I decided to write this post after a true sister encouraged me to do so in the hopes that our fellow Muslims and immigrants will become aware of how we all contribute to neo-colonialism and the oppression of others.
Living in Canada is a matter of internal struggle for me. On the one hand, I did not leave my country in a context of conflict, so I can’t speak to those realities. On the other, the situation that my country faces today, and has experienced since I have any recognition, filled with violence, poverty and corruption is very much the result of its colonial history, imperialism and neoliberalism. All of these have been, at the very least, endorsed by Western powers, like Canada. Although there are many examples, one that is currently relevant to my work is the inclusion of Mexico in Canada’s list of Safe Countries. This list negates the increased levels of violence, persecution and poverty that Mexican civilians face nowadays after the War on Drugs was launched.
As an immigrant, nonetheless, I contribute to a very particular reality. I reside in stolen land and I abide to settler laws. What is more, my very own status as an “immigrant” requires me to pledge “alliance” to Elizabeth II. No First Nations, Métis or Inuit group is considered to be “worthy” of this same right because, even though I reside in their lands, they are very much blurred from the fabric of the “Canadian nation.”
A few weeks ago I attended Israeli Apartheid Week (IAW), an event that raises awareness about Israel’s occupation of Palestine as well as its human rights violations. The Palestinian cause is very close to my heart, as it is for many Indigenous peoples around the world. We empathize with the colonial aspect, we identify with the struggle, we understand the human rights violations and we see possibilities for resistance and collaboration with Palestinians. Thus, it is not surprising that these events are often filled with Indigenous activists from around the world. In fact, much of the rhetoric at these events focuses on words like “brother” and “sister” to create nation-to-nation solidarities. Although it is also important to note that some Indigenous peoples, particularly those in power positions, engage with Israel in very problematic ways.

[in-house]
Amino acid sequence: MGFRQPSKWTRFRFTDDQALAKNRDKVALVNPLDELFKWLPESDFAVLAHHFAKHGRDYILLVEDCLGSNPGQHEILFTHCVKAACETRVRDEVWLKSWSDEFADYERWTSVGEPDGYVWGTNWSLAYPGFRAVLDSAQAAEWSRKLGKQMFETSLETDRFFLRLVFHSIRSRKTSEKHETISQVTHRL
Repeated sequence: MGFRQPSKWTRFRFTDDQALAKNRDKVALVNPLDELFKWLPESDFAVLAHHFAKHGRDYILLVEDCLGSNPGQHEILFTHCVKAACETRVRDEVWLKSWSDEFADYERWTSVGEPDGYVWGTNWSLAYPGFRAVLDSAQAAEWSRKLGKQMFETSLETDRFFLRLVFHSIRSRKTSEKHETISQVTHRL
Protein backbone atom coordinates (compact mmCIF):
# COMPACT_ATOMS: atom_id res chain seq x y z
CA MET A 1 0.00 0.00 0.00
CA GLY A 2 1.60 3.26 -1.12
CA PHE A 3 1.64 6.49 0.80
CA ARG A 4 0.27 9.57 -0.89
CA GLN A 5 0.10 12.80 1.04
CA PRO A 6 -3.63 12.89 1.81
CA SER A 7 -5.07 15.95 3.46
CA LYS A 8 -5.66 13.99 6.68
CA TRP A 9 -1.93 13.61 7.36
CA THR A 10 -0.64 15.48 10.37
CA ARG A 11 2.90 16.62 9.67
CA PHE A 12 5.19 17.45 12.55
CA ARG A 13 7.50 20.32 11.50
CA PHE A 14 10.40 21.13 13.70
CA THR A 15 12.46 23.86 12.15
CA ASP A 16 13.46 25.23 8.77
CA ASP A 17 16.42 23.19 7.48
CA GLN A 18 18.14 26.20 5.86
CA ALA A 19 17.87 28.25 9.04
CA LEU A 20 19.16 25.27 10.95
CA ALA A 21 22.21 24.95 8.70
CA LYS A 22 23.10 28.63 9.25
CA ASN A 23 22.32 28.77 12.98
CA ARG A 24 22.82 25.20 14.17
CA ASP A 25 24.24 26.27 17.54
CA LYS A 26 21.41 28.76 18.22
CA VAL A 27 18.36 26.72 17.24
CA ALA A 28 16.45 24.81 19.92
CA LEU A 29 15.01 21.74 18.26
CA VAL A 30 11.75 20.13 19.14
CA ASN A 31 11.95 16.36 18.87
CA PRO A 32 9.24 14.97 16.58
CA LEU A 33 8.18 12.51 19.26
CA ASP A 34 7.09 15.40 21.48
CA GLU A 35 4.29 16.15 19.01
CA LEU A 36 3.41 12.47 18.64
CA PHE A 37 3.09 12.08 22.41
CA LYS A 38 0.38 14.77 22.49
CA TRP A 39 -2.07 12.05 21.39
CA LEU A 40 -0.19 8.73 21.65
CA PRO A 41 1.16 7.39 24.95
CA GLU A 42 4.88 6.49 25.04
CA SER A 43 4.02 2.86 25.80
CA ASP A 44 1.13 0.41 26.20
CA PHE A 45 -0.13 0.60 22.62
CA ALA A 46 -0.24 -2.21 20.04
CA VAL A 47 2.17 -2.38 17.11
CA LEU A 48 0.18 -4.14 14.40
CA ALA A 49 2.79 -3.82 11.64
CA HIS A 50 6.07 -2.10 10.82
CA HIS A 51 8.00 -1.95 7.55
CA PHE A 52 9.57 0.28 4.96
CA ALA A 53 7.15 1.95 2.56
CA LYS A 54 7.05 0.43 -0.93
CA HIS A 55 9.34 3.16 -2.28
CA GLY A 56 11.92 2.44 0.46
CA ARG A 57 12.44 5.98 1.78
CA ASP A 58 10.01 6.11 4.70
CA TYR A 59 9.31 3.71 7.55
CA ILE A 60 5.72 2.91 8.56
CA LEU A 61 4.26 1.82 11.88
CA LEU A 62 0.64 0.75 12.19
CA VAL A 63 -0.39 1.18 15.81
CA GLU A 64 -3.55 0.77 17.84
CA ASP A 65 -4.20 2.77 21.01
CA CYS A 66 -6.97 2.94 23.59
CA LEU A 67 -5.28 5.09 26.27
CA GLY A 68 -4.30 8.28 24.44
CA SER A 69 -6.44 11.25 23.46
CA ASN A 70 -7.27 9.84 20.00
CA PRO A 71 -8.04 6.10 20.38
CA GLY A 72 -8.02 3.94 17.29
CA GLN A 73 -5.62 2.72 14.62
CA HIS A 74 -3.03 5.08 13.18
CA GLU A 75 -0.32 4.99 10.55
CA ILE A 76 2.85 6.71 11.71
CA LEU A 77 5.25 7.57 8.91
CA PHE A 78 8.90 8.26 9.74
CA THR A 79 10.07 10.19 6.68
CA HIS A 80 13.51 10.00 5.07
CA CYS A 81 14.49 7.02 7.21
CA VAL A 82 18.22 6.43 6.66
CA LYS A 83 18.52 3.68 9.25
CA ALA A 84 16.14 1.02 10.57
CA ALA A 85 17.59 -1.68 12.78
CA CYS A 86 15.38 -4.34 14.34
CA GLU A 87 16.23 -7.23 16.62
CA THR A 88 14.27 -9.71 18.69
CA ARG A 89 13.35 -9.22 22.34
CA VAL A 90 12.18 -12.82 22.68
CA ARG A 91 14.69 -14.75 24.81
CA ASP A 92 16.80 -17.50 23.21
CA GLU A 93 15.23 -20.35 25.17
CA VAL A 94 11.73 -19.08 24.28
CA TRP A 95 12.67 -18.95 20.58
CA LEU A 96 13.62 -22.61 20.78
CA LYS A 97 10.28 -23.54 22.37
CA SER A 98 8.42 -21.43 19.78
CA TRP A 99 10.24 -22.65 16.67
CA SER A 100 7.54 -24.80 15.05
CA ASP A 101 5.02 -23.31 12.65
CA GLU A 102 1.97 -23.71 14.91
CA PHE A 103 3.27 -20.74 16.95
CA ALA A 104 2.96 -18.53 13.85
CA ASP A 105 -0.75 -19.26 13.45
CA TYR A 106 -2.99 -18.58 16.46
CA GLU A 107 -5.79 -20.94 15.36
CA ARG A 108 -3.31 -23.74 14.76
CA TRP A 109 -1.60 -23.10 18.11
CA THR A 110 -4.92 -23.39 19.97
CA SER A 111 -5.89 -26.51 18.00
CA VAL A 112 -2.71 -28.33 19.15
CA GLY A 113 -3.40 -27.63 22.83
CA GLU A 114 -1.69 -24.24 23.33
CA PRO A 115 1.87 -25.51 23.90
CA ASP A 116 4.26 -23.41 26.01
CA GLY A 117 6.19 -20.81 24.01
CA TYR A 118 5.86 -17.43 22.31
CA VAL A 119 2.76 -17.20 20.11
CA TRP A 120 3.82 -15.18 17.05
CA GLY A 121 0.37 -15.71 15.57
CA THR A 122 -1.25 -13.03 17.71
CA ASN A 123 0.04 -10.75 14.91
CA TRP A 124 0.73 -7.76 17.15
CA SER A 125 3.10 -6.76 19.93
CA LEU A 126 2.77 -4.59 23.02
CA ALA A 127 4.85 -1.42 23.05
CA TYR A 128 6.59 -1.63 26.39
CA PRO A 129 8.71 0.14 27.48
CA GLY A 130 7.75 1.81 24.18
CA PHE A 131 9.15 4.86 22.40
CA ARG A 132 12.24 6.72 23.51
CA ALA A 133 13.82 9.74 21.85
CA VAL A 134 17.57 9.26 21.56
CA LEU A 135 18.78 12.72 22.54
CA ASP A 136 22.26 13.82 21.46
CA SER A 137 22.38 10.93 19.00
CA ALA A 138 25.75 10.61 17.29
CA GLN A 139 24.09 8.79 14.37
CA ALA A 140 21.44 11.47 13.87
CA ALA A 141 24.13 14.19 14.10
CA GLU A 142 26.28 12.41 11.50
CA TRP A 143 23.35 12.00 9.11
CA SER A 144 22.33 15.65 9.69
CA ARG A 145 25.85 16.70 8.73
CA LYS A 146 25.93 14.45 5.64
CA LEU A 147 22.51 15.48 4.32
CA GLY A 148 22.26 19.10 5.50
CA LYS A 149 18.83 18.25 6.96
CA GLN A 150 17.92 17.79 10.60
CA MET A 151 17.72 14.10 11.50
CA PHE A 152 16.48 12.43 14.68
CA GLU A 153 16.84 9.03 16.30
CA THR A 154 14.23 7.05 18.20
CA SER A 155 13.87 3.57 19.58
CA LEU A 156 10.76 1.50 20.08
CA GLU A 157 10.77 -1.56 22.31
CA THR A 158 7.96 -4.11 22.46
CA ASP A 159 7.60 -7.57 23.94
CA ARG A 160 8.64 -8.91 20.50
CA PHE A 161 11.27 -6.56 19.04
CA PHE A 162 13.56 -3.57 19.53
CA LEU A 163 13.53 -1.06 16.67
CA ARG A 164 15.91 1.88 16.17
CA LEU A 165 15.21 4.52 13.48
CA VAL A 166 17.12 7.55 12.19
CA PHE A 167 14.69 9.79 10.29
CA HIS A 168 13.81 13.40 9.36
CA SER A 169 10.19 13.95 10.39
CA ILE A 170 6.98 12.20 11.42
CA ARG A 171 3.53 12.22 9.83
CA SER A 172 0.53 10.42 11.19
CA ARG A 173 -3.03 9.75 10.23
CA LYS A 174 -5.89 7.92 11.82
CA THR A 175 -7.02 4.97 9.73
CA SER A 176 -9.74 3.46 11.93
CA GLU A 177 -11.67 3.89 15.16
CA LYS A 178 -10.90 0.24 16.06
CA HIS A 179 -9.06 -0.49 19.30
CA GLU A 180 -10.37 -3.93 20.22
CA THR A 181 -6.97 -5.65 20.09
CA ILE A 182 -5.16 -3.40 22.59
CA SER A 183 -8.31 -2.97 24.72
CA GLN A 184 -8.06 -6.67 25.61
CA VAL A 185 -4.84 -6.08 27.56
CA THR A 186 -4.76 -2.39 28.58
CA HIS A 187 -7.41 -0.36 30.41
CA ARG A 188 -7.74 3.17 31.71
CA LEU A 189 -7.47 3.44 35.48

The Palestinian issue also attracts a lot of Muslims (and some contention as well). The religious aspect is strongly emphasized as means of showing that our brotherhoods and sisterhoods in Islam are more than tokenistic words. In fact, my own experience as a convert has showed me that one of the very first pieces of information we receive in mosques is that of the Palestinian struggle. It is one of the only times I have heard the term “colonialism” being used in a mosque. Palestine unites Muslims in a way that not many other causes do…
The point is that we share spaces as Muslims, Palestinians and Indigenous peoples, but beyond the Palestinian struggle, we seldom work together. Or rather, the solidarity goes one way.
Last year I attended a discussion on violence against women in Ottawa. Whereas the discussion was more of a presentation by academics and NGOs than an actual discussion, one of the questions put forward to the public was that of inter-group collaboration to address violence against women in Canada. Not surprisingly, two First Nations women, the only ones at the 50 people discussion, spoke about the missing and murdered Indigenous women who have been largely neglected by the government and mainstream society. At that point, these two women emphasized that without support from other communities of women, the situation will just continue to worsen. A woman representing a Muslim organization made a point of saying that Muslim women in Canada have their own problems, which does not allow them to engage with First Nations women.